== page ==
Most of Thailand’s population is Buddhist, so you can feast your eyes on ornate temples (there are more than 40,000) instead of santas. And if you’d like to experience gorgeous stretches of white, sandy beach during your escape, head for the coastal resort, Pattaya, just 2 hours south of Bangkok. November to February is the “cool,” mostly dry, season, with temperatures in the 80s. Get more information on visiting Thailand here.
December 25 is a regular business day in this country, where 99 percent of the population is Muslim. If you’re a dedicated shopper, that’s just as well, as Marrakesh is renowned for it’s markets, or souks, where you can buy jewelry, kaftans, rugs, nuts, dried fruits, spices, teas, olives, leather goods—the selection is mind-boggling. Paul Sullivan, in his book A Hedonist’s Guide to Marrakesh, writes: "A honeycomb of intricately connected alleyways, this fundamental section of the old city is a micro-medina in itself, comprising a dizzying number of stalls and shops that range from itsy kiosks no bigger than an elf's wardrobe to scruffy store-fronts that morph into glittering Aladdin's Caves once you're inside." Get more information about visiting Morocco here.
Vajrayana Buddhism is the dominant religion in Bhutan, and many of the attractions here are focused on Bhutan’s vibrant religious history. Nestled on the eastern slopes of the Himalayas, the country is one of the most biologically diverse in the world, and a haven for rare and endangered wildlife like red pandas, barking deer, golden langurs, and royal Bengal tigers. The climate varies considerably, depending on where you go, but December is winter in Bhutan, and while you won’t encounter any reindeer you can expect snow. Get more information on visiting Bhutan here.
Christians make up less than one percent of the population in this predominantly Muslim country, so it's easy to escape the yuletide festivities here and instead steep youself in Turkey’s fascinating history and architecture. The attractions in Istanbul include the spectacular Aya Sofiya—a church-turned-mosque-turned-museum—the Topkapi Palace, with its famous harem, and several Ottoman bathhouses. Protests wracked Turkey earlier this year, but Istanbul appears to have recovered from the disturbances: As of mid-December 2013, the US government did not have a travel warning for this country. Get more information on visiting Turkey here.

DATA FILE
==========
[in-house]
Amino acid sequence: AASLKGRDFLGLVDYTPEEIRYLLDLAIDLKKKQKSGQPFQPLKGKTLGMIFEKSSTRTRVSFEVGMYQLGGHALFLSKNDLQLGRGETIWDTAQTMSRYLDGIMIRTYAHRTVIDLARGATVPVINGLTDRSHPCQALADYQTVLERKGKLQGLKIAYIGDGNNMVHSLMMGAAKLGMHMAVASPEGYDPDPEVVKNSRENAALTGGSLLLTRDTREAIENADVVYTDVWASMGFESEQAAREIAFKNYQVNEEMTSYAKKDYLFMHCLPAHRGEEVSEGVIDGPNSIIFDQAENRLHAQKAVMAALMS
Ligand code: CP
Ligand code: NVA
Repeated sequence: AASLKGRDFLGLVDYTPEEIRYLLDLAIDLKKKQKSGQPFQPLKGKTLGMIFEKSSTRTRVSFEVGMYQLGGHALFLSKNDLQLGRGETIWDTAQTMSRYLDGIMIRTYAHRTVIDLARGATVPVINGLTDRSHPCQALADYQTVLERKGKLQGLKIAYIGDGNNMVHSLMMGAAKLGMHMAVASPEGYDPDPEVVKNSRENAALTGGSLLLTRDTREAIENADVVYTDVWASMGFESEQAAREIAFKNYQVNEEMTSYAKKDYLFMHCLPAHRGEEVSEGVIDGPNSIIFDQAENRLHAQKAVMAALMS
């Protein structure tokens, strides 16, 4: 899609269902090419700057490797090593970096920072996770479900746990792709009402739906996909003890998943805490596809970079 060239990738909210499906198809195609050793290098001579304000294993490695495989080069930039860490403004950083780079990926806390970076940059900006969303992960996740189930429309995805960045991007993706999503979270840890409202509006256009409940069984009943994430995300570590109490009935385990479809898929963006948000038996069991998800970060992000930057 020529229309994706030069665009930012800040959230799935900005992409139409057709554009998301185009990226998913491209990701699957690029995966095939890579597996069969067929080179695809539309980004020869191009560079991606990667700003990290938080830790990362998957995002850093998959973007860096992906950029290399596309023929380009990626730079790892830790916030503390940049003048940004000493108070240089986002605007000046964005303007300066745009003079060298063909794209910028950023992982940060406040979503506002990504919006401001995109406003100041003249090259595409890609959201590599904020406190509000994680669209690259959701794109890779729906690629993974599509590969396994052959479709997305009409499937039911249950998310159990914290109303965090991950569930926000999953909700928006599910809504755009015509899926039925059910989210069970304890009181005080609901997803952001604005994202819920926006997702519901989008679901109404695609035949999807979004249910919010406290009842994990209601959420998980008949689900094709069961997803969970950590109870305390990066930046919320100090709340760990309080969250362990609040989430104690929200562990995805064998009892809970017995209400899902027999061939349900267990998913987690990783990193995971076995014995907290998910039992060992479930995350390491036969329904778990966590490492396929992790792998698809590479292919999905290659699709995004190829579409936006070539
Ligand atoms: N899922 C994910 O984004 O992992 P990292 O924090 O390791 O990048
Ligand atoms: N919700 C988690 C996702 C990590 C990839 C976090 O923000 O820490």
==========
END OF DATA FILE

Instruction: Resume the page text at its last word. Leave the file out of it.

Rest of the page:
This city is an art-lover’s paradise, with more than 100 museums and many famous works on view at the Hermitage and the Kustkammer. The residents are mostly Russian Orthodox and they don’t celebrate Christmas until January 7, so a visit around December 25 will be free of jingle bells. Russian winters have gotten bad press, but St. Petersburg’s temperatures during the week of December 16, 2013 were warmer than New York City’s. Get more information on visting St. Petersburg here.
Most Japanese citizens follow Shinto religious practices, and only a tiny minority call themselves Christians. Although Santa has managed to stake a toe-hold here, egged on by commercial interests. there are pockets of resistance—historic palaces, temples, shrines and gardens in Kyoto—where you can imagine yourself in a bauble-free, bygone world. Kyoto is the former imperial capital of Japan and it was spared destruction in World War II. Many of its attractions have been designated by UNESCO as World Heritage Sites. The city is also home to a vibrant artisanal crafting community. Get more information on visiting Kyoto here.